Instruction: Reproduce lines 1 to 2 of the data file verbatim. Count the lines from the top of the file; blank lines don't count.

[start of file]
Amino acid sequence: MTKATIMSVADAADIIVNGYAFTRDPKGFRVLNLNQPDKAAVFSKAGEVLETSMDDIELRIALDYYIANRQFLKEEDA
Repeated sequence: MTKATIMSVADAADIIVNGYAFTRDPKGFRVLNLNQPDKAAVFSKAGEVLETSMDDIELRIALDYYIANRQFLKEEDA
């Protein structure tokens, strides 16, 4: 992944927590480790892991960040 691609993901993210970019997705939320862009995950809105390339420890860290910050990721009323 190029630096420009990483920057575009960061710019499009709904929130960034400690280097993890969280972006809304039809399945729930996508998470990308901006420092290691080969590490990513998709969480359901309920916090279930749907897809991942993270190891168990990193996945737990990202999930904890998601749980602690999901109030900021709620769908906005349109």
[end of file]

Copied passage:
Amino acid sequence: MTKATIMSVADAADIIVNGYAFTRDPKGFRVLNLNQPDKAAVFSKAGEVLETSMDDIELRIALDYYIANRQFLKEEDA
Repeated sequence: MTKATIMSVADAADIIVNGYAFTRDPKGFRVLNLNQPDKAAVFSKAGEVLETSMDDIELRIALDYYIANRQFLKEEDA